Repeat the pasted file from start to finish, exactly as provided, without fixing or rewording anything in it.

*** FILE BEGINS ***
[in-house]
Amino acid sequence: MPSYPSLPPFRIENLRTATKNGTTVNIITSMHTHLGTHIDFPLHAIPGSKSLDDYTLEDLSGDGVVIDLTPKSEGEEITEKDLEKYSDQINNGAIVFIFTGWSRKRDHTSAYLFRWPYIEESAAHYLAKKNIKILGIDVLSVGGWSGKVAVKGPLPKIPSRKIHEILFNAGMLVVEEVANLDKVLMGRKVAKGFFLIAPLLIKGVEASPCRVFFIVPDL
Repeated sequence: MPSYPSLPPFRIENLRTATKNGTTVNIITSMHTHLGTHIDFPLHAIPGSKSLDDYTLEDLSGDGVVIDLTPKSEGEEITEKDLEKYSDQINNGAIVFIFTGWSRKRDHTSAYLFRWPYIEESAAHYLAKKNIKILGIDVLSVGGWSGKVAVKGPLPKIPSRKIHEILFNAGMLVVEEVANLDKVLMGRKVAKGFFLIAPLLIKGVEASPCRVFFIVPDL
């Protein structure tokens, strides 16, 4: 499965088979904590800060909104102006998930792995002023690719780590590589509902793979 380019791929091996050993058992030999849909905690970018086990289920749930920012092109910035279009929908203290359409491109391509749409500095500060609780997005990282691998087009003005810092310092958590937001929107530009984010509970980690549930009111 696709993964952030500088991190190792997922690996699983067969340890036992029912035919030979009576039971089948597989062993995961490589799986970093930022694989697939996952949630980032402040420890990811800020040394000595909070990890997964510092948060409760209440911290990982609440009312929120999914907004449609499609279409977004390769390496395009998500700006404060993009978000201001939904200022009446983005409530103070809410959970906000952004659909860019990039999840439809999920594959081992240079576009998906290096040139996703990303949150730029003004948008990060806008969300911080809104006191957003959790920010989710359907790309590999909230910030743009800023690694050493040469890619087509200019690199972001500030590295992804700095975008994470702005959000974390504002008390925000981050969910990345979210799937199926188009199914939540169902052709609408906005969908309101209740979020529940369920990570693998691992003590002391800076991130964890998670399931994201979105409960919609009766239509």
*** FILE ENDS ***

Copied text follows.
[in-house]
Amino acid sequence: MPSYPSLPPFRIENLRTATKNGTTVNIITSMHTHLGTHIDFPLHAIPGSKSLDDYTLEDLSGDGVVIDLTPKSEGEEITEKDLEKYSDQINNGAIVFIFTGWSRKRDHTSAYLFRWPYIEESAAHYLAKKNIKILGIDVLSVGGWSGKVAVKGPLPKIPSRKIHEILFNAGMLVVEEVANLDKVLMGRKVAKGFFLIAPLLIKGVEASPCRVFFIVPDL
Repeated sequence: MPSYPSLPPFRIENLRTATKNGTTVNIITSMHTHLGTHIDFPLHAIPGSKSLDDYTLEDLSGDGVVIDLTPKSEGEEITEKDLEKYSDQINNGAIVFIFTGWSRKRDHTSAYLFRWPYIEESAAHYLAKKNIKILGIDVLSVGGWSGKVAVKGPLPKIPSRKIHEILFNAGMLVVEEVANLDKVLMGRKVAKGFFLIAPLLIKGVEASPCRVFFIVPDL
């Protein structure tokens, strides 16, 4: 499965088979904590800060909104102006998930792995002023690719780590590589509902793979 380019791929091996050993058992030999849909905690970018086990289920749930920012092109910035279009929908203290359409491109391509749409500095500060609780997005990282691998087009003005810092310092958590937001929107530009984010509970980690549930009111 696709993964952030500088991190190792997922690996699983067969340890036992029912035919030979009576039971089948597989062993995961490589799986970093930022694989697939996952949630980032402040420890990811800020040394000595909070990890997964510092948060409760209440911290990982609440009312929120999914907004449609499609279409977004390769390496395009998500700006404060993009978000201001939904200022009446983005409530103070809410959970906000952004659909860019990039999840439809999920594959081992240079576009998906290096040139996703990303949150730029003004948008990060806008969300911080809104006191957003959790920010989710359907790309590999909230910030743009800023690694050493040469890619087509200019690199972001500030590295992804700095975008994470702005959000974390504002008390925000981050969910990345979210799937199926188009199914939540169902052709609408906005969908309101209740979020529940369920990570693998691992003590002391800076991130964890998670399931994201979105409960919609009766239509």